But we love binary distinctions – theory / practice. Good practice is good theory and theory counts for little until it is manifest in practice.

Having good people as Modern Apprenticeship co-ordinators was also a factor in higher rates of completion. I imagine that the best co-ordinators demonstrated the best practice, developed the best relationships, were the best at understanding the progress of the trainees. In the old days when apprenticeships had an element of “sitting next to Nellie” this also applied. “We’ll put him with old Tom – he will show him the ropes.”

It is more of a worry that the ethnicity pattern that features in all tertiary education repeats itself in Modern Apprenticeships. Again, Maori and Pasifika perform less well in the Modern Apprenticeship setting. The uptake of modern apprenticeships is also low among these groups. Again issues of settings and support might be a factor here. The old Maori trades training was wrapped around a set of values and procedures – a twenty-four seven setting, whanaungatanga, care and help outside of the job and so on. Lessons here?

The key point is that this report should encourage us to address the issues rather than wring our hands and start up the sport of blame and accuse that is the substitute for an intelligent response. The report noted that this programme was attracted to the “young with few school qualifications.” This is a tough group to try to serve. The Minister is right to respond by seeing it as a priority that the success rates be lifted but it won’t be achieved without changes.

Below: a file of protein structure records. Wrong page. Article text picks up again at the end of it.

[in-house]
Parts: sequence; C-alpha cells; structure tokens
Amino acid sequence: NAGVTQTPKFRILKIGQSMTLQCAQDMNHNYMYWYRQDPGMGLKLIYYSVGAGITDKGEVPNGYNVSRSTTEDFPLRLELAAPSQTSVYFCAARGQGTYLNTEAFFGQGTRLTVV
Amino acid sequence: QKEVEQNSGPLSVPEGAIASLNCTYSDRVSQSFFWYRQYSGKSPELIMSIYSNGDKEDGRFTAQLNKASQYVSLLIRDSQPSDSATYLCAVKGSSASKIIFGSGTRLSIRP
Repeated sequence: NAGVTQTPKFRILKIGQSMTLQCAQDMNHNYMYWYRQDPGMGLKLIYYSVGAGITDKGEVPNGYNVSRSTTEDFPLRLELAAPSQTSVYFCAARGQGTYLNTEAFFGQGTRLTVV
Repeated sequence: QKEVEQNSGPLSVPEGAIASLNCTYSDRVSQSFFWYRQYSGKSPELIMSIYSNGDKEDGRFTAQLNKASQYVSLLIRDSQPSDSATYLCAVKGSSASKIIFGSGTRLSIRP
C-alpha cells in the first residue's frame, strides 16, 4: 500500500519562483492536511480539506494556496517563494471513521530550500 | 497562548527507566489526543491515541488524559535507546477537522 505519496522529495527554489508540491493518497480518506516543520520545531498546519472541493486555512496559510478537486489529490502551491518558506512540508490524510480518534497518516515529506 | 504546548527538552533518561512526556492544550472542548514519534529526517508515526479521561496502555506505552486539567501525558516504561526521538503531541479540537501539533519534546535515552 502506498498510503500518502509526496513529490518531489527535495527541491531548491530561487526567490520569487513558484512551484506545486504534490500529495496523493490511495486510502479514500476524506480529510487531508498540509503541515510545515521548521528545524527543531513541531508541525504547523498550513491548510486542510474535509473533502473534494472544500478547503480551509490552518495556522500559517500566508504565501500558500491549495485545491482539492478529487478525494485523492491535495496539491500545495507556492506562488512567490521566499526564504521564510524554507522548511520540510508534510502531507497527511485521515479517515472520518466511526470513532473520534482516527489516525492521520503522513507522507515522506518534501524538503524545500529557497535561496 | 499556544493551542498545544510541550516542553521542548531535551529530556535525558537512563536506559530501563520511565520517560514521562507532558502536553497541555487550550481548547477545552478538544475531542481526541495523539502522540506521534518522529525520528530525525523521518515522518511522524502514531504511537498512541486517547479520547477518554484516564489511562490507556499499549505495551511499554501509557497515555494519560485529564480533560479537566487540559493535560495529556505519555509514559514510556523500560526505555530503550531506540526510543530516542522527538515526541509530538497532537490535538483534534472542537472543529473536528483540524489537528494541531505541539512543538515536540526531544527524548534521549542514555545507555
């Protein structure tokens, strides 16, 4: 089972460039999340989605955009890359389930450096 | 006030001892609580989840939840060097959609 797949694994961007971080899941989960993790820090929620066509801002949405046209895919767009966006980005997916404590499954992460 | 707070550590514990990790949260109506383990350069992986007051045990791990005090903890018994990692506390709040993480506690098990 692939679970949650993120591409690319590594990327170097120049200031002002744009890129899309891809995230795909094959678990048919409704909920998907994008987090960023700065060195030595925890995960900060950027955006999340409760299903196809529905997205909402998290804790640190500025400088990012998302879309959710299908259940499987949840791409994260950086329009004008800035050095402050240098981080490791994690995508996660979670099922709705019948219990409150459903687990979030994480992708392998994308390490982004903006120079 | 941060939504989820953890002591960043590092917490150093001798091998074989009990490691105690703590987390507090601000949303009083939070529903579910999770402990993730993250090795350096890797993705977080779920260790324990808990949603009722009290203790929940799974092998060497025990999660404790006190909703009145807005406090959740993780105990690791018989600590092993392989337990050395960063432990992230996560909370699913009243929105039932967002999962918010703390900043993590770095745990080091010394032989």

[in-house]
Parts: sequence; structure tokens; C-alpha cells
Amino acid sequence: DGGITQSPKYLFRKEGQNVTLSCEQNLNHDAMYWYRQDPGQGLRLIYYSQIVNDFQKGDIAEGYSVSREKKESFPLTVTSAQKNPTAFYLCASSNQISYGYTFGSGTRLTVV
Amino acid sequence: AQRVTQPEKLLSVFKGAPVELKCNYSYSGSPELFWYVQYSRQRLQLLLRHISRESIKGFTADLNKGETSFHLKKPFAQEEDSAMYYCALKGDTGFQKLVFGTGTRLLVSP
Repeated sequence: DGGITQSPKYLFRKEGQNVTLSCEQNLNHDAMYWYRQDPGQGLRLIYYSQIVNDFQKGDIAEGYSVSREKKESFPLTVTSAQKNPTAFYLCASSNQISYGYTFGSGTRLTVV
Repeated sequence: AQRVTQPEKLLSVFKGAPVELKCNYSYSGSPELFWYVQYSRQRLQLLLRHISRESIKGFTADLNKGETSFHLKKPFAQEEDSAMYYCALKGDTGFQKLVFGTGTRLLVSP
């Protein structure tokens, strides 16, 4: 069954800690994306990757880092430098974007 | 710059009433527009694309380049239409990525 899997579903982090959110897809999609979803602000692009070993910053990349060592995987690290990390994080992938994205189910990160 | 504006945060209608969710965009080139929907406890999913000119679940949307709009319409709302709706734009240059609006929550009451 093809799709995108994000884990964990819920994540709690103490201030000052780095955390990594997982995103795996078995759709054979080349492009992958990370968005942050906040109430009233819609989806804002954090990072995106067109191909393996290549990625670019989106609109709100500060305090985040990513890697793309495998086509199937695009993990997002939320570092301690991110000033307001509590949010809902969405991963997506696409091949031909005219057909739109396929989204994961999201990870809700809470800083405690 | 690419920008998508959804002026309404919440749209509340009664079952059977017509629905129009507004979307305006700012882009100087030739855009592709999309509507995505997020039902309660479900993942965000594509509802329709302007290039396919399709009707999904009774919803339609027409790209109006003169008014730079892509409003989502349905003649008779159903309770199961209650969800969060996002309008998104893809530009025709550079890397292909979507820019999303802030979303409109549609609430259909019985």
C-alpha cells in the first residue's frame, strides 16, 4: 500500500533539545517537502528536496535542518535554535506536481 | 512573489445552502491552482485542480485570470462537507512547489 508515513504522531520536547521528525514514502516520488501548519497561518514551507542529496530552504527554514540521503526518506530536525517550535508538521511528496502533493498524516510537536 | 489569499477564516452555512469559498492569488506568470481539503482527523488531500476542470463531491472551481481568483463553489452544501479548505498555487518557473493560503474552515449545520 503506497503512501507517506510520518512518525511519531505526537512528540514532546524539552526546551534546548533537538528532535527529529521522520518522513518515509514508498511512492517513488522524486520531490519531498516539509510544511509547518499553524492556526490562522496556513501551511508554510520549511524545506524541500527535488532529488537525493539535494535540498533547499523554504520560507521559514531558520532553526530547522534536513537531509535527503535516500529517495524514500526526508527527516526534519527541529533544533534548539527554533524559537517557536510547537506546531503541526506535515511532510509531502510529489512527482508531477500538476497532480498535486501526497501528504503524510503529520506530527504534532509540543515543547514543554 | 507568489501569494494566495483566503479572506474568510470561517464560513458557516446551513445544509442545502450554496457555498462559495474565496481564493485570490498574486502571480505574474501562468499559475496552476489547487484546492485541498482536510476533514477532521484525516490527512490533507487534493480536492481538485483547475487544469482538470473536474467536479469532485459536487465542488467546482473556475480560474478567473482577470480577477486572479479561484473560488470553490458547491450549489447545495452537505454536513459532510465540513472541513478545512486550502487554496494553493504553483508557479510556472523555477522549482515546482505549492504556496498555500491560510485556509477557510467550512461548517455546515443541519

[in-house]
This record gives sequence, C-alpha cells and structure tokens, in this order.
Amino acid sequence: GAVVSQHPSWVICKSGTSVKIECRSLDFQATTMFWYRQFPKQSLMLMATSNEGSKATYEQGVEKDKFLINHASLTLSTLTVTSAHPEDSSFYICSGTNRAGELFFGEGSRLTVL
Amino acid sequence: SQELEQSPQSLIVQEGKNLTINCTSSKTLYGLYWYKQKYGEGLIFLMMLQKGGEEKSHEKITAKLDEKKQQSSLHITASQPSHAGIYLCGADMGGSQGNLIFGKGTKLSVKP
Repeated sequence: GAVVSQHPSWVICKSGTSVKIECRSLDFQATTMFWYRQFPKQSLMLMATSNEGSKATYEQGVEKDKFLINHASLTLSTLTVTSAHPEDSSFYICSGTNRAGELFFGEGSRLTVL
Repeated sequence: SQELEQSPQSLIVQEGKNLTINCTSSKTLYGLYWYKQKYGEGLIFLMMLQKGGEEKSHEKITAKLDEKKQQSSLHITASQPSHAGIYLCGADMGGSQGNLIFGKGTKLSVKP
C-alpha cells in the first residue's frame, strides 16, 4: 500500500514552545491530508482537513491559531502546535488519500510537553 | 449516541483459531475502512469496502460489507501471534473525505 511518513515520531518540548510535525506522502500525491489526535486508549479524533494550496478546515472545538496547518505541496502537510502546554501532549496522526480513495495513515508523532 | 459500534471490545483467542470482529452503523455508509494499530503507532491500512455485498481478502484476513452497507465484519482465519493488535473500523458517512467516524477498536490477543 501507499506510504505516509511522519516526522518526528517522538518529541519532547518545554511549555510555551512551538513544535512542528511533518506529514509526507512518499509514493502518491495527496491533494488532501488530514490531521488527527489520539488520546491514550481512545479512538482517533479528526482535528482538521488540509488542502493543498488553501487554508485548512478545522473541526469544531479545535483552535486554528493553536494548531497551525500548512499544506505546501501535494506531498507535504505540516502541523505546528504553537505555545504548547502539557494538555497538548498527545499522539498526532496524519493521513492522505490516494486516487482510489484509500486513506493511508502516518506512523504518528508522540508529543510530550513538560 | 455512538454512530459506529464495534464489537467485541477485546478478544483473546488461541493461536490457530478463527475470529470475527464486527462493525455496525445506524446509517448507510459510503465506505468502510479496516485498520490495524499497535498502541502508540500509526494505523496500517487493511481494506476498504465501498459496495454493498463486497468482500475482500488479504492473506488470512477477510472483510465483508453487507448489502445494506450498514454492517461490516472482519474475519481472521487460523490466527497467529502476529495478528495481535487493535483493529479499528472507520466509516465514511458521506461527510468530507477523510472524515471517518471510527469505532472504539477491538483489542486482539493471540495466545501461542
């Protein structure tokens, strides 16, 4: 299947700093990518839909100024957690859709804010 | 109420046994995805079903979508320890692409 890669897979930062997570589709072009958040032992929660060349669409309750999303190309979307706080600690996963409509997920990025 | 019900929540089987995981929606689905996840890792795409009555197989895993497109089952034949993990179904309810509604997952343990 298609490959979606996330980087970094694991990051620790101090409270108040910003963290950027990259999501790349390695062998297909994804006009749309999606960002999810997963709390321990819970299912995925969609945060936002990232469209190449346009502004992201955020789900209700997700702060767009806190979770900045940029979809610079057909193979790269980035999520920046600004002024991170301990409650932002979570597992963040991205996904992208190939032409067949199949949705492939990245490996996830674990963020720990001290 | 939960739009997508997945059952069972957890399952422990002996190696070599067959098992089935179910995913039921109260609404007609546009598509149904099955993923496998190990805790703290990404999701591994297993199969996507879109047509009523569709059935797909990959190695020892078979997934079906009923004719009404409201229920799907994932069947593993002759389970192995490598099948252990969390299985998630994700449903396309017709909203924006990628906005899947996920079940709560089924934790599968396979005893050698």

The reported response of a spokeperson for the Industry Training Federation was strange. He saw the issue as being one of vocational training rather than trades training largely because the “polytechnics had a low success rate as well”. It is difficult to know what comparison was being made here but it couldn’t have been between the overall performance of polytechnic vocational education (with a completion rate of 48%) and industry based Modern Apprenticeships scheme. The report is silent on any comparisons between industry-based and polytechnic-based apprenticeships and this might be worth following up.

It is a useful report which suggests that it is time to take a look at the scheme and see where improved performance might be gained.

But we do struggle to recapture the glory days of apprenticeship training when the government employed 80% of apprentices through lands and survey, the public works department, the P and T, the railway workshops, the armed services and so on. The demise of apprenticeship training in the 1980’s was a direct consequence of the withdrawal of the government of the day from the economy.

We all want apprenticeship training to succeed – but is this simply nostalgia or was it really the success we think it was. And if it was, why does that success elude us now?